Published: June 16, 2014
We’ve all had those “oh-no” moments in our day-to-day life when we miss switching-off TV, fan, washing machine or wants to turn on the air conditioning before we reach home. Life would be very easy when we gain controls of all our household items like television, fan, washing machine and air-conditioner to turn it on or turn it off on the go. All this constitutes the essence to the next big leap in Internet of Things “the coherence of convergence platform”.
With the advent of connected-car and connected-home the anticipated next step is the meeting of the technology where home meets car at an intersection of safety, security, social and big data insights. An application linked to a vehicle’s GPS data can remind to turn off the air conditioning before we move out of home and enable them to turn it on remotely when we come back. It’s really amazing and surprising to see that many companies have already stated their hands to implement this convergence and making it a reality.
Toyota and Panasonic are working together on cloud-based telematics service to make life easier and less stressful by letting people keep tabs on and operate their home appliances from the wheel of their car.
Denso and Sharp are collaborating on new technologies to improve the comfort, safety and convenience of vehicles by integrating connected vehicle technologies with home electronics.
Mercedes-Benz is also planning to add Nest support to its vehicles and letting drivers to able to tweak the temperature at home right from the dashboard of the car.
ADT Security has built a model where cars and our homes are fused together. They have integrated it into Sync, Ford’s connected car model that allows customers to totally control their home from the connected vehicle. Ford has also partnered with Eaton, SunPower, Whirlpool and Georgia Institute of Technology to explore ways to reduce energy consumption and CO2 emissions by integrating home appliances with plug-in electric vehicles.
Volvo demoed a new “Roam Delivery” service built around car company “Volvo On Call” and Sensus Connect Technologies, which allows consumers to have their shopping delivered straight into the car.
Therefore, the new paradigm sets the stage for intelligent systems, connectivity, newer platforms, analytics and applications or in simplified words – Internet of Everythings (IoT).
The convergence outlook:
The Internet of Things has become less of a concept and more reality in 2014 with more and more things getting connected and smart. The concept is creating new opportunities for technology to integrate into peoples’ lives.
Along with other things, these connected cars will be designed to act as a personal assistant. While you’re sipping your morning coffee in terrace, your car will tap into your home network or Cloud, check your calendar, weather forecasts and traffic updates to figure out the best route to take to work or to get your chores done — and even tell you what time you should leave.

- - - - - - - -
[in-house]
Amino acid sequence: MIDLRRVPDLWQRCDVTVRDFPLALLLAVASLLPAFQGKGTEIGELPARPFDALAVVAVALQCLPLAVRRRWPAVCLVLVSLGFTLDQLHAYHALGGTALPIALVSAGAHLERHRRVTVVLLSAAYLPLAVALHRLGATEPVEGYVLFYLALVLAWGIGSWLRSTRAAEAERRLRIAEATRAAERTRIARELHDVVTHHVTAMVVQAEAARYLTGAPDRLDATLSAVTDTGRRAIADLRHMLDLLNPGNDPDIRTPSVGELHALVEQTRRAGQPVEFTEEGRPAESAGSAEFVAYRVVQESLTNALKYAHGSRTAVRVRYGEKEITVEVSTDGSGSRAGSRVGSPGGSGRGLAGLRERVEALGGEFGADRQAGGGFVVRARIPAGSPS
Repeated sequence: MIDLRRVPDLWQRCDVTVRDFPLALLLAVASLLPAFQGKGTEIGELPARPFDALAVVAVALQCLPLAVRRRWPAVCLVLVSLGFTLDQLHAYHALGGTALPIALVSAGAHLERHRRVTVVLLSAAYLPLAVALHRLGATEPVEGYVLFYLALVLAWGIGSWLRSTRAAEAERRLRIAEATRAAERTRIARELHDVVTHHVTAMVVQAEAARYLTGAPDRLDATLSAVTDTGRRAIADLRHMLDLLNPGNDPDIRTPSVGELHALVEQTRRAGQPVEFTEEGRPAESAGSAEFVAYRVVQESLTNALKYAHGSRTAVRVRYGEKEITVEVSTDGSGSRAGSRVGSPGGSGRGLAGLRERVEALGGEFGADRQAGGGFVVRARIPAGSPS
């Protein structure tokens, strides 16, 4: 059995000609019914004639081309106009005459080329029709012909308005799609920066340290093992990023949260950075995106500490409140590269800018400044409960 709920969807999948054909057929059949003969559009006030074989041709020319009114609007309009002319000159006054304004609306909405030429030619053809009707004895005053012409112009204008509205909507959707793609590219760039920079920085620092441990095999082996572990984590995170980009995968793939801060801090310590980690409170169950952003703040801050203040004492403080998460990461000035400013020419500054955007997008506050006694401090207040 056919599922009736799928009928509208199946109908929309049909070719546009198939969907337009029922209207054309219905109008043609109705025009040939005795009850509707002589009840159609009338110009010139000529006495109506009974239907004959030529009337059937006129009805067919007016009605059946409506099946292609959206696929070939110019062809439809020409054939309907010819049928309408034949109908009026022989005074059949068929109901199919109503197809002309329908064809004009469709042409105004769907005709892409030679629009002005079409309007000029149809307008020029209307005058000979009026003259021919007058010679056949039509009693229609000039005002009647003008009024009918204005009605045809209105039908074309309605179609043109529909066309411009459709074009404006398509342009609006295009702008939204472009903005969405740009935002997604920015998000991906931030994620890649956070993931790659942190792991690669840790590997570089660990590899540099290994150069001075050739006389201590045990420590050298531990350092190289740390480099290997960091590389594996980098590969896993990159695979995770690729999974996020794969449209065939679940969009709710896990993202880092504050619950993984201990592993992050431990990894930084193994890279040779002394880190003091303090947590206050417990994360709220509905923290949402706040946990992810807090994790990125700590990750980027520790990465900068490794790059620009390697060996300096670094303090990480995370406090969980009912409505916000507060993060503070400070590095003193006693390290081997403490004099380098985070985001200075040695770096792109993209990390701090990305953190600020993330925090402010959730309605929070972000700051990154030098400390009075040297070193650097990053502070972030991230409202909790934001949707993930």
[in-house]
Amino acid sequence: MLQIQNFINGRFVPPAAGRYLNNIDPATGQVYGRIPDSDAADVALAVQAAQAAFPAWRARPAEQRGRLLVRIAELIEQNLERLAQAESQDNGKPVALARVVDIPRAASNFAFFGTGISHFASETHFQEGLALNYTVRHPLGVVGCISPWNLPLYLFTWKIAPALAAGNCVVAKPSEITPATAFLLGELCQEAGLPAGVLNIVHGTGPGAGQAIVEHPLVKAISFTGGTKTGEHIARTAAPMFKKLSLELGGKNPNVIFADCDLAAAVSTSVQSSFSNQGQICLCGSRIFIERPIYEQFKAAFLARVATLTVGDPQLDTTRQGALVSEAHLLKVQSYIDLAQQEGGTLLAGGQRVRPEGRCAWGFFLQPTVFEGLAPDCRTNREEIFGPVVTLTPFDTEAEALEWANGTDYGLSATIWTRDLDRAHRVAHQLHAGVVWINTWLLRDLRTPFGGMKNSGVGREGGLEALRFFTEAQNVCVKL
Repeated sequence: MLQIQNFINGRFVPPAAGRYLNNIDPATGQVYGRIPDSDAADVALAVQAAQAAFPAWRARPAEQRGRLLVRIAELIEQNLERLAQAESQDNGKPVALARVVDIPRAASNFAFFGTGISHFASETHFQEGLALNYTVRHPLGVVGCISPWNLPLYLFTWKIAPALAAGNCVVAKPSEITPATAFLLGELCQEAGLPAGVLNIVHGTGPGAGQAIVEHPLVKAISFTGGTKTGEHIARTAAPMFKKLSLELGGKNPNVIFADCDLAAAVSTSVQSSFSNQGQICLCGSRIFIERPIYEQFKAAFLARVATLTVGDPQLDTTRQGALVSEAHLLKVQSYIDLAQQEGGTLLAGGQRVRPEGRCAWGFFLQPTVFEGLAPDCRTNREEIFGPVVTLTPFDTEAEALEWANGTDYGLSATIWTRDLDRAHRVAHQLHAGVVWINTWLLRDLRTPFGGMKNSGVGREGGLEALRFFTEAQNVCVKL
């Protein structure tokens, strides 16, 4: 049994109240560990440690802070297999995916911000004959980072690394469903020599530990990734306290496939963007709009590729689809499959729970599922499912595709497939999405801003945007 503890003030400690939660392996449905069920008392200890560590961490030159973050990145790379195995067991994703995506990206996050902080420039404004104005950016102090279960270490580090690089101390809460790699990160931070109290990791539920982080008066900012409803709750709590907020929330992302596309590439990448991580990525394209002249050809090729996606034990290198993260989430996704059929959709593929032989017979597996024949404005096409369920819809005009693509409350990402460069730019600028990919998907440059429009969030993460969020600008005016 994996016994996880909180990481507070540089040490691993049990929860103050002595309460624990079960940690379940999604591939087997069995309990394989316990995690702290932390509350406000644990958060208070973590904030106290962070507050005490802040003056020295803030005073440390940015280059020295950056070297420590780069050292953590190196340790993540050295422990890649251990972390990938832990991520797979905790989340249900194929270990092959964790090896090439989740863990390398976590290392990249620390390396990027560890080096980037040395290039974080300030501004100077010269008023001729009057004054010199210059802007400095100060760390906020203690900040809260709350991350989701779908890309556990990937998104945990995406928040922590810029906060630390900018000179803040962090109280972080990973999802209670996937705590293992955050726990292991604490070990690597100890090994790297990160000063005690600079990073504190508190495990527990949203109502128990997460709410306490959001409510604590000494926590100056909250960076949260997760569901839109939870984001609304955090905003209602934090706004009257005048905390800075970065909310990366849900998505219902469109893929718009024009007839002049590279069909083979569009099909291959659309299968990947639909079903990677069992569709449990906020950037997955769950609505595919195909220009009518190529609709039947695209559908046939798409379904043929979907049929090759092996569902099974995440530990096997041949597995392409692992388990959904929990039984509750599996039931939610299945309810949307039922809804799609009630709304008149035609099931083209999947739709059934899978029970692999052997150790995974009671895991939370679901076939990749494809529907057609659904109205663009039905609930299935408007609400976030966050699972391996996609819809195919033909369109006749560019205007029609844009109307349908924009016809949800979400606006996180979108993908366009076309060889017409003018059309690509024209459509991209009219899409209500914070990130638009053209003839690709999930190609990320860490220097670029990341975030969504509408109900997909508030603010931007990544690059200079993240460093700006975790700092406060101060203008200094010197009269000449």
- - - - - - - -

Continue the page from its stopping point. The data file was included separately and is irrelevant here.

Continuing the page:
Future is yet to come, but when we look at the connected car and home trends we can see that they are not mutually exclusive. Seeing the resounding response this technology is gaining, the investors and customers are adamant that “the merging of the connected car and home is going to be the next big thing.”
Obstacles in the path:
Home automation is a slow market; it heavily depends on tying together sensors, controllers and an application framework. The opportunity for the connected car market is huge but few challenges exist. Therefore, it would not be easy to bring a car and home together. Finding the best way to connect these two is a tough job.
The fundamental problem in automotive world is it’s distant from what happening on the web. A dearth of connected home appliances is also a big factor in the adoption of this technology, so is the lack of crossover between the car and the home.The technology is making a car and a home to compete each other in spite each of them being such a diverse market in itself.
Data Privacy is also a big concern when data end up in the hands of outsiders. For example, how do you sale your used car that knows much about you? “How do you disconnect all of your personalized electronics and reset the car for the new owner?”
However, these challenges are not insurmountable. Instead, they highlight the opportunity to fundamentally change the experience for users and finally bring connected cars and home together for consumption into the 21st century.
Check out the video demonstrating the “future of connected cars”